You know what I'm afraid of? I'm afraid of both overselling and underselling this book. I loved, loved, loved it--LOVED it--and I'm not sure that's saying enough. But I'd hate to get anyone's expectations too high and then approach it more critically than I did. I went into it with some curiosity, having read only a few of Lauren Groff's short stories and liking them, but not at all sure I'd like the subject matter.
Arcadia is the name of a commune of sorts, in upstate New York in the 1970s. The story is told from Bit's point of view. Bit was born in the early days of the commune to Handy and Hannah. His parents are early members and, as time goes on, pivotal members; Handy is (as his name implies) a hands-on guy who's critical to the building and maintaining of the complex. Hannah struggles with depression, especially in winter, but when she's able to cope, she contributes heavily too.
For Bit, it's a wonderful childhood, with lots of freedom from rules and restrictions, and with an education that's eclectic and not always practical. He's aware there are problems; bickering amongst the adults, lack of food, and eventually power struggles and a rising population of people who don't contribute in any way. But for a child, it's home, and it's family.
It's not much of a spoiler to say the commune doesn't survive. From the get-go, the reader can see that it can't possibly make it, for the same reasons most communes (if not all) of the '70s died off. But how can a child of that time and that place survive the world outside? That's the real story of Arcadia--both how he grew up in Arcadia, and how he learned to cope outside of it.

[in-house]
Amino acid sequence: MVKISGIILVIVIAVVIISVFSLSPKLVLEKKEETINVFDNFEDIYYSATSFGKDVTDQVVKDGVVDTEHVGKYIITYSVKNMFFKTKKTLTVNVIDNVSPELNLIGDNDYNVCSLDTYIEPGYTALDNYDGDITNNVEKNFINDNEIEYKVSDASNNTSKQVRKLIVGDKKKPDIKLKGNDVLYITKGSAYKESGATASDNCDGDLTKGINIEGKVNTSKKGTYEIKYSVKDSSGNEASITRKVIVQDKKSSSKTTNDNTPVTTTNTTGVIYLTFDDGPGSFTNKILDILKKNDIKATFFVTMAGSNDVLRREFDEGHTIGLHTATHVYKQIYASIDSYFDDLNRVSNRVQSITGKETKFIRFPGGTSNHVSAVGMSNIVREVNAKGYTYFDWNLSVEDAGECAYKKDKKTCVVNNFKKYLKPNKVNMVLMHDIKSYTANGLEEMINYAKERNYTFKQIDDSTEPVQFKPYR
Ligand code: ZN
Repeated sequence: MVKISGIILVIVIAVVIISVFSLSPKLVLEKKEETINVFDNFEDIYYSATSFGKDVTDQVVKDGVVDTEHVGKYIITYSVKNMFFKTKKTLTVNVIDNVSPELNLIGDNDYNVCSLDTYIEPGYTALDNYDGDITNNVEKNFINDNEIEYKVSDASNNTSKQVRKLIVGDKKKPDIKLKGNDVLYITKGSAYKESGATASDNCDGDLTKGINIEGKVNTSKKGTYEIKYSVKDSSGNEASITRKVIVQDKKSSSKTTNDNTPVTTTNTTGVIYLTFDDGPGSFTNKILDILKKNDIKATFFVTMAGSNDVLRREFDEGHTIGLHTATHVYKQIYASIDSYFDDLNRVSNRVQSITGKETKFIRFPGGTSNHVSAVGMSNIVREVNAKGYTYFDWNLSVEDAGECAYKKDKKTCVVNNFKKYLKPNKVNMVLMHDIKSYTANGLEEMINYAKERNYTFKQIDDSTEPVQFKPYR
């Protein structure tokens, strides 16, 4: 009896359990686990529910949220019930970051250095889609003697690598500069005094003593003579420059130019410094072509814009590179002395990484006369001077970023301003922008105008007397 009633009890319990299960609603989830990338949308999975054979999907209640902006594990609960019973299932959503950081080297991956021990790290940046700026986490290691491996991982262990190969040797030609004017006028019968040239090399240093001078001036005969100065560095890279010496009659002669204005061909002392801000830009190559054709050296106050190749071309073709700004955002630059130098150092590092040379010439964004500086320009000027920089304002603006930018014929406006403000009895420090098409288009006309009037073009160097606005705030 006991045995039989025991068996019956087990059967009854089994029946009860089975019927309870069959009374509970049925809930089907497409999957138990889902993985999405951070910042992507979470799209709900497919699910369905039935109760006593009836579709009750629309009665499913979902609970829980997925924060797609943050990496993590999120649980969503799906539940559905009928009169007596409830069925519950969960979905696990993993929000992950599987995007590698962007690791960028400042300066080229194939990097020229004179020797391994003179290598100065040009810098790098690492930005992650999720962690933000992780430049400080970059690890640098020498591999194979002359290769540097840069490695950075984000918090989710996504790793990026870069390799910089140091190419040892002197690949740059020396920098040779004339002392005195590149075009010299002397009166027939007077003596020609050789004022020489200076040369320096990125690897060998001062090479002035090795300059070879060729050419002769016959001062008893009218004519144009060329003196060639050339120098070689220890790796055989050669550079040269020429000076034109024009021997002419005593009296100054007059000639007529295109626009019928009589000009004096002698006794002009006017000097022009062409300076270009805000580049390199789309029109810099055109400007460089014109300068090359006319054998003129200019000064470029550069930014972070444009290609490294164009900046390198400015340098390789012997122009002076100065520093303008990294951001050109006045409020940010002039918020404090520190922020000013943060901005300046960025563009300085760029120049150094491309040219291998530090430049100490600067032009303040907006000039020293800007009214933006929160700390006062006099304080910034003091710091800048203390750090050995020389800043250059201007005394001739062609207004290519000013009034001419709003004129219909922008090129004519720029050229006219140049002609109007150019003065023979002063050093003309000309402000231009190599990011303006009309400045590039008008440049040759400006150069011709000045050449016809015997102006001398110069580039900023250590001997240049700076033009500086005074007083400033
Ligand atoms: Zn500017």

The Washington Post's Ron Charles makes a good case for this being the story of Paradise Lost. He also notes feeling the way I did while reading: fear that Groff was going to screw this up. Time after time, I found myself almost holding my breath, thinking: oh, she's not going to do *that* or go *there*, is she? And she did do that and go there, and she made it work. And the whole time she was confidently doing what she needed to do, she did it with beautiful writing, poetic but very organic (no pun intended). There's been some discussion over at the Tournament of Books about so-called "MFA writing" and how hard it is to define. This book is the anti-MFA-writing book. It's wonderfully written and crafted, but never feels like it was workshopped in any way.
In fact, this is a very rare book for me in two ways: one, it actually gave me a lump in my throat more than once. I don't tend to react that way to books, no matter how sad or tragic. I need more visual cues than that (say, the opening montage of the movie Up) for tears. But Groff drew them out of me. There's a layer of sadness running through this book, entirely earned. I cared so much about Bit and his family, no matter how flawed or eccentric they seemed to be, and when things didn't go well, it hurt.
The other thing? And this is borderline miraculous for me--Gross doesn't use quotation marks in the dialogue, and I didn't mind. Lack of quotation marks is usually one of my major peeves, but it worked for me. I was slightly annoyed at first when I realized she was not going to use them, but eventually, it came to feel right--like it added a slight remove for the reader, as if I was not part of the action, but at the next booth, listening in. And that was perfect for the story. Any closer in, I would have been seriously depressed at various points.
Which is not to say it's a depressing book. Not overall. Just some sad points.
And oh, the writing:
"Sharon smoothes down Grete's fine white hair, and Bit sees with a pang that he'd forgotten again to brush it this morning. Grete is a dandelion gone to spore."
"For a few breaths he forgets himself in the swim of nature around him. Its rhythm is so different from Bit's human own, both more nervous and more patient. He sees a bug that is smaller than a period on a page. He sees the sky, bigger than all that's in his head. An overwhelm from two directions, vast and tiny, together."
All kinds of stars and thumbs up for this one. Now I've finally got to get that copy of Monsters of Templeton that's been languishing on my shelves for too long and finally read it.
My thanks to Hyperion Books for sending me a review copy.